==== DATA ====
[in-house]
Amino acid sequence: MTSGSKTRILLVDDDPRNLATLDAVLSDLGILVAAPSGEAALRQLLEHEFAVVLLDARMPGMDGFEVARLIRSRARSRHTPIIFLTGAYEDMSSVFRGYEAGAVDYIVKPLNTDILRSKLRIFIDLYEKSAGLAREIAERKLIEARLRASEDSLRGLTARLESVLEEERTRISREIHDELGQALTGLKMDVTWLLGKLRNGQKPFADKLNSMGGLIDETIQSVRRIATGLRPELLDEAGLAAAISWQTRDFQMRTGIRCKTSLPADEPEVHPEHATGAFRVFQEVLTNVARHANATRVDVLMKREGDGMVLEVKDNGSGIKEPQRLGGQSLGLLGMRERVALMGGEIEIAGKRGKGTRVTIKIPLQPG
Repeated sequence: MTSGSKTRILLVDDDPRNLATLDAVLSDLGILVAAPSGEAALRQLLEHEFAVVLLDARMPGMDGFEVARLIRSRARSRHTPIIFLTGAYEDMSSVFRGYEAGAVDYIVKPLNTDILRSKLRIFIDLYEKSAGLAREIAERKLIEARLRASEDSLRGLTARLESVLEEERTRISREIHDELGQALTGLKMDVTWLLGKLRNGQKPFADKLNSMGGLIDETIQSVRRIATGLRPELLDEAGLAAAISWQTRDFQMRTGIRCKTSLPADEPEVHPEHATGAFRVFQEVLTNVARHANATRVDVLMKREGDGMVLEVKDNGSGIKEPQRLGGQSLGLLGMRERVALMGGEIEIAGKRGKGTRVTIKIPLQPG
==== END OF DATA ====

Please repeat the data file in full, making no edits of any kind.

[in-house]
Amino acid sequence: MTSGSKTRILLVDDDPRNLATLDAVLSDLGILVAAPSGEAALRQLLEHEFAVVLLDARMPGMDGFEVARLIRSRARSRHTPIIFLTGAYEDMSSVFRGYEAGAVDYIVKPLNTDILRSKLRIFIDLYEKSAGLAREIAERKLIEARLRASEDSLRGLTARLESVLEEERTRISREIHDELGQALTGLKMDVTWLLGKLRNGQKPFADKLNSMGGLIDETIQSVRRIATGLRPELLDEAGLAAAISWQTRDFQMRTGIRCKTSLPADEPEVHPEHATGAFRVFQEVLTNVARHANATRVDVLMKREGDGMVLEVKDNGSGIKEPQRLGGQSLGLLGMRERVALMGGEIEIAGKRGKGTRVTIKIPLQPG
Repeated sequence: MTSGSKTRILLVDDDPRNLATLDAVLSDLGILVAAPSGEAALRQLLEHEFAVVLLDARMPGMDGFEVARLIRSRARSRHTPIIFLTGAYEDMSSVFRGYEAGAVDYIVKPLNTDILRSKLRIFIDLYEKSAGLAREIAERKLIEARLRASEDSLRGLTARLESVLEEERTRISREIHDELGQALTGLKMDVTWLLGKLRNGQKPFADKLNSMGGLIDETIQSVRRIATGLRPELLDEAGLAAAISWQTRDFQMRTGIRCKTSLPADEPEVHPEHATGAFRVFQEVLTNVARHANATRVDVLMKREGDGMVLEVKDNGSGIKEPQRLGGQSLGLLGMRERVALMGGEIEIAGKRGKGTRVTIKIPLQPG